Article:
Reciprocal intimate partner violence

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Reciprocal intimate partner violence involves intimate partner violence (IPV) in which each person in the relationship is both a perpetrator and victim of IPV. The Partner Abuse State of Knowledge (PASK) Project, the largest meta-analysis of DV/IPV research ever undertaken, shows that more than half of all IPV is reciprocal.[1]

The Dunedin Multidisciplinary Health and Development Study found high rates of reciprocal IPV among study participants. The document “Findings About Partner Violence From the Dunedin Multidisciplinary Health and Development Study” released by the US National Institute of Justice found:

When the data were analyzed, victimized women were 10 times more likely to be perpetrators than other women and male perpetrators also were 19 times more likely to be victims than other men."[2]

The National Longitudinal Study of Adolescent Health also found that about half of all IPV is reciprocal IPV. The study examined differences in injury rates between reciprocal and non-reciprocal IPV and found that injury rates are higher in reciprocal IPV than non-reciprocal IPV.[3]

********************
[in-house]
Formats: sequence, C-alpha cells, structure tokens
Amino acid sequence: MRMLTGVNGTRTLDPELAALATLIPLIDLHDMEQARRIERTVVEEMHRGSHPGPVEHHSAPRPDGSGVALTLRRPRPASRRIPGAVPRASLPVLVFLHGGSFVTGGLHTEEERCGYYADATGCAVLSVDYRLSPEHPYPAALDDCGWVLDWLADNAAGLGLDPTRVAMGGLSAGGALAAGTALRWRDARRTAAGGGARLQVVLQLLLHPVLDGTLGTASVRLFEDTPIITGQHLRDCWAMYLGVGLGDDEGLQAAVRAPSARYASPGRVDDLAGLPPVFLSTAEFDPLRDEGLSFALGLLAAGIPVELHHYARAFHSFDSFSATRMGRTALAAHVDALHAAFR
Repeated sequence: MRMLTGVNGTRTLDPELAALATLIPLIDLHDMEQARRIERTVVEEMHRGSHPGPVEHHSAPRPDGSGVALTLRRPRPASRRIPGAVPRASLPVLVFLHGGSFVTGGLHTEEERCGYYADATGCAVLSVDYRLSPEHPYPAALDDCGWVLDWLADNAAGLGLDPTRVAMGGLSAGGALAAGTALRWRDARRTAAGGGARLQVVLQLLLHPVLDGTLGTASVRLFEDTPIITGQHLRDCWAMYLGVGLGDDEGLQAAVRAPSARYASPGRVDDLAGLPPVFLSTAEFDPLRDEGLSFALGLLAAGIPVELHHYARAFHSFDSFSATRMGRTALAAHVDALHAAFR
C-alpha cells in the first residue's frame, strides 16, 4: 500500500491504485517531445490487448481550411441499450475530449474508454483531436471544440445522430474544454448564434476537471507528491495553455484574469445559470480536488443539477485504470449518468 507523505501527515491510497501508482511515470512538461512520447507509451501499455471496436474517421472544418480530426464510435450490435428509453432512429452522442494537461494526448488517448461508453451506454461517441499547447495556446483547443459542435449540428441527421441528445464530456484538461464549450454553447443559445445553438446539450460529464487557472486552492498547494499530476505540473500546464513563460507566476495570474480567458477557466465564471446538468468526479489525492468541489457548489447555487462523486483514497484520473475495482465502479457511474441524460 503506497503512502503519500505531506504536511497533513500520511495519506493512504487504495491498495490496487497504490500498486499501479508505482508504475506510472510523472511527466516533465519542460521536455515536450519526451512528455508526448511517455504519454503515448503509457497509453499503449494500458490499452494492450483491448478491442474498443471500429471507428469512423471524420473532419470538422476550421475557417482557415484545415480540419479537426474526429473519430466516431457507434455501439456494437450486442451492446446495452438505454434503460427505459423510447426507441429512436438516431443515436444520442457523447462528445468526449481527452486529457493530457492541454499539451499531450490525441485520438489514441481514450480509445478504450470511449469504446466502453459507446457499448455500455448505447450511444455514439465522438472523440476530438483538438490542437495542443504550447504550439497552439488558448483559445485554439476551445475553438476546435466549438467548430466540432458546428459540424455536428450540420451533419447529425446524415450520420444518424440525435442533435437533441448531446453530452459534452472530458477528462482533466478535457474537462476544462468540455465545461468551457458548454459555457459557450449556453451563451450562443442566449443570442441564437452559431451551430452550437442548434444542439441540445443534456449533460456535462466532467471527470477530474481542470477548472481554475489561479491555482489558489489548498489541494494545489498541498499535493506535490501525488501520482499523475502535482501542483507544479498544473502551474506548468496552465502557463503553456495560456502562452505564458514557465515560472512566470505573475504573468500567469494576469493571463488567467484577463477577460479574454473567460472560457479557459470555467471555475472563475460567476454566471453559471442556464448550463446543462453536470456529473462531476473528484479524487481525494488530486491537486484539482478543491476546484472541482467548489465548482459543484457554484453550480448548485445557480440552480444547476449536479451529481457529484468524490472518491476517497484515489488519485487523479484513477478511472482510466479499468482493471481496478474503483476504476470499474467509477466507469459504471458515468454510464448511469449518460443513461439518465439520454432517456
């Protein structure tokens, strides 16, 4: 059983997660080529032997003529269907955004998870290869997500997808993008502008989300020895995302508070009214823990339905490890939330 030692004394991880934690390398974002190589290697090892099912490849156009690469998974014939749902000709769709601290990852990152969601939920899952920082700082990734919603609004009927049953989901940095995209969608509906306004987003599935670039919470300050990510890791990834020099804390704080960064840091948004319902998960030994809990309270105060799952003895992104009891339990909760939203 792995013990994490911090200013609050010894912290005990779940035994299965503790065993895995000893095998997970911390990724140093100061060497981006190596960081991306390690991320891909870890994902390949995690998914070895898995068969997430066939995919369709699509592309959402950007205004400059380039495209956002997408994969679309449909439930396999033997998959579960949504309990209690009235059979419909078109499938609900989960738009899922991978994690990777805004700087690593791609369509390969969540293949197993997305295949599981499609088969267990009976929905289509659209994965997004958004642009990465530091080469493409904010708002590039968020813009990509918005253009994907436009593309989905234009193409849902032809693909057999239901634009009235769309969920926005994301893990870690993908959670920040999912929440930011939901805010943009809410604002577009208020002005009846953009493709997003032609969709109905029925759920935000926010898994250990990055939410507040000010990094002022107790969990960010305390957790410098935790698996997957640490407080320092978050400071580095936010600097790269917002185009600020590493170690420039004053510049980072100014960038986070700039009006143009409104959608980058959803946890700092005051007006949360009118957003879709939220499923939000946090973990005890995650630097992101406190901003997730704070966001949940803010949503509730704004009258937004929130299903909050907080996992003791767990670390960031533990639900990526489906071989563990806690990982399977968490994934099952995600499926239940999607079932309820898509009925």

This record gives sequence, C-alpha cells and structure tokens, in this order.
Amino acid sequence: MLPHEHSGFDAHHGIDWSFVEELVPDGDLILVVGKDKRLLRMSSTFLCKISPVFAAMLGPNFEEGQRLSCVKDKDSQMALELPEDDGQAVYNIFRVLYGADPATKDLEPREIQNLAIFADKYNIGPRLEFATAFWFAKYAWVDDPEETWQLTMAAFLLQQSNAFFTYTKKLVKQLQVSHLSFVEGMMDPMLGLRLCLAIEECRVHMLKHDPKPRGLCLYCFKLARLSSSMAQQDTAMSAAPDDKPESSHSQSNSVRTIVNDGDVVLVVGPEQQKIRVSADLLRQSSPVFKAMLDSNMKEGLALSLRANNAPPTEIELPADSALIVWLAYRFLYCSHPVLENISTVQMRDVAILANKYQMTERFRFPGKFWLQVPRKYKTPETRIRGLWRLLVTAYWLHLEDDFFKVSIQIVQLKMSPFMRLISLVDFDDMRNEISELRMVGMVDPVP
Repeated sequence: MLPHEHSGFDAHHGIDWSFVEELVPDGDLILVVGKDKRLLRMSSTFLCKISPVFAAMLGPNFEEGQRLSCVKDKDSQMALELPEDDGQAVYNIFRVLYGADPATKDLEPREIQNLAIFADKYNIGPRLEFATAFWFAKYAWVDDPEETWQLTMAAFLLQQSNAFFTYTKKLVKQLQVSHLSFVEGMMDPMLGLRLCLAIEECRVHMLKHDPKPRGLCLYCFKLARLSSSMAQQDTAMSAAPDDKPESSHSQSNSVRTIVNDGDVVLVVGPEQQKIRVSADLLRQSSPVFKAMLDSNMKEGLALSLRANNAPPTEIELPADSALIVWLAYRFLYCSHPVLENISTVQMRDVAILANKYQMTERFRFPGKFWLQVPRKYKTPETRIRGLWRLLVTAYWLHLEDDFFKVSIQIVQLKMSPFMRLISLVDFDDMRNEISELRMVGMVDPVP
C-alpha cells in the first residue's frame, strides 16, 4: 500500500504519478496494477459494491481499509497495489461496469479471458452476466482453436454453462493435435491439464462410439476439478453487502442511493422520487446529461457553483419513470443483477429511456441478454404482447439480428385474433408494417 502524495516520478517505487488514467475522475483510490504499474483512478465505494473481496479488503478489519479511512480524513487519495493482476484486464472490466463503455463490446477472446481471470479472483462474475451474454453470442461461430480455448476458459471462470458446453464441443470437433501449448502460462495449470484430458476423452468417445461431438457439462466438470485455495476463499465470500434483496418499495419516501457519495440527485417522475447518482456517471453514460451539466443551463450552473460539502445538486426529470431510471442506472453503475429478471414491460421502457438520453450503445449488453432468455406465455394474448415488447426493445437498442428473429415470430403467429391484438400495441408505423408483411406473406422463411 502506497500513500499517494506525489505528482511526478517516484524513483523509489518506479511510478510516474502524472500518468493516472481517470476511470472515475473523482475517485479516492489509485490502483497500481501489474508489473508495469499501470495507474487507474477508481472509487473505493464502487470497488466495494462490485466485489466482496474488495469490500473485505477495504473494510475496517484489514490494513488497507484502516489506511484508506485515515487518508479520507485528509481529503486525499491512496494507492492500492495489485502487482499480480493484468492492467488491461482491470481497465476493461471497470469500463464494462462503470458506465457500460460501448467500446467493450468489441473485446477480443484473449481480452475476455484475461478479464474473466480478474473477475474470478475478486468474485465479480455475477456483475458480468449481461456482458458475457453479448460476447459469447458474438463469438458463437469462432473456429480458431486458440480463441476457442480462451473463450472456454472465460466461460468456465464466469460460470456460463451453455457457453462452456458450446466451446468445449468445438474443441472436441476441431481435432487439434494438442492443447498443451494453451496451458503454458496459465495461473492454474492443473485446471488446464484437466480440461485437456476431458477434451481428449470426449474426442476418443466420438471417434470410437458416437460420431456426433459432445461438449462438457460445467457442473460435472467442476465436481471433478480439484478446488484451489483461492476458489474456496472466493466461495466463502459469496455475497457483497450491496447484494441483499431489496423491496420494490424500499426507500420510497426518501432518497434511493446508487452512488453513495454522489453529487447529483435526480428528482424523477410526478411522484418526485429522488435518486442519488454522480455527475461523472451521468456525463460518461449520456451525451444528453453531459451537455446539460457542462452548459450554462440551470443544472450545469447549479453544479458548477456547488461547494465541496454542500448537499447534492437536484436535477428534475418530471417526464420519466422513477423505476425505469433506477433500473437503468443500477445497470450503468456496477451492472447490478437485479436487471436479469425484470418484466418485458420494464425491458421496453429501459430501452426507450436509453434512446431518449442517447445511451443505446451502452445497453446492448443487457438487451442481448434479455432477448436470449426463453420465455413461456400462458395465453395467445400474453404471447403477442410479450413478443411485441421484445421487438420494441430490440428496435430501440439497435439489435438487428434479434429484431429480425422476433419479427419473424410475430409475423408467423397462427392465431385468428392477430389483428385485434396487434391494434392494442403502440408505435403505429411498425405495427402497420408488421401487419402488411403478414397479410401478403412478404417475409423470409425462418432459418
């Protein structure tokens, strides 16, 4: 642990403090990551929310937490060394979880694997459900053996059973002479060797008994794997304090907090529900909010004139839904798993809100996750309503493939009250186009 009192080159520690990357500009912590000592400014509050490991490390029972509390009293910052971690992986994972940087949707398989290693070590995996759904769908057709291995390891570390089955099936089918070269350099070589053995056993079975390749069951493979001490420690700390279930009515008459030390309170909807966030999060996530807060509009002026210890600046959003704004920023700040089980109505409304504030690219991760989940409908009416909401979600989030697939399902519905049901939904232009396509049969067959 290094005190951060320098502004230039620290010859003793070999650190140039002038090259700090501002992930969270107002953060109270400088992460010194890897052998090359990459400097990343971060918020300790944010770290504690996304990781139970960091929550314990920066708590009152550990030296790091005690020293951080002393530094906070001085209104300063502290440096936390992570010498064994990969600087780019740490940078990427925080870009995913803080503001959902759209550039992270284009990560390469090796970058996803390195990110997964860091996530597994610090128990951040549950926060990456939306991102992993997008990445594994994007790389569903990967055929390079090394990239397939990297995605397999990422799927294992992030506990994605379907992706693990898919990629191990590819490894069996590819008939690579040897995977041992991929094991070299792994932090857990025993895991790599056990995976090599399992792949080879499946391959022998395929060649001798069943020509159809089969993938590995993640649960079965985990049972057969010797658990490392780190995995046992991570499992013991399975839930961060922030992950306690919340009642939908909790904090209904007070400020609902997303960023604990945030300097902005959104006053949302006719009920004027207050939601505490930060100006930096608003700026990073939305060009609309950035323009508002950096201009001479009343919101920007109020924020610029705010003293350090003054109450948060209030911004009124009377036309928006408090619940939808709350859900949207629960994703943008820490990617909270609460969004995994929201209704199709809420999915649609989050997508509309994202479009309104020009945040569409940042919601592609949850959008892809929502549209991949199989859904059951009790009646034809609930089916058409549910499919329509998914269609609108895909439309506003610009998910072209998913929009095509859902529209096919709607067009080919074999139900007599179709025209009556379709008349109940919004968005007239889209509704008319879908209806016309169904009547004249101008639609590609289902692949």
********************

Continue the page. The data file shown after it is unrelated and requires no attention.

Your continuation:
One of the key indicators of whether a woman will be a victim of IPV is whether she is a perpetrator of IPV.[4] It follows then that one important way that a woman can avoid being a victim of IPV is to not be a perpetrator of IPV. Research by Capaldi has found that this holds true.[5]

Models that ignore reciprocal IPV can inhibit violent women from receiving the support they need to stop their violence.[6][7]

Governments, domestic violence organisations and the wider community completely ignore reciprocal IPV. By ignoring the prevalence of reciprocal IPV these groups are preventing effective interventions as they discount the need to intervene with violent women. This will contribute to the continuation of reciprocal IPV and actually make it more likely that the women involved will be injured. By ignoring reciprocal IPV White Ribbon Australia is contributing to violence against women.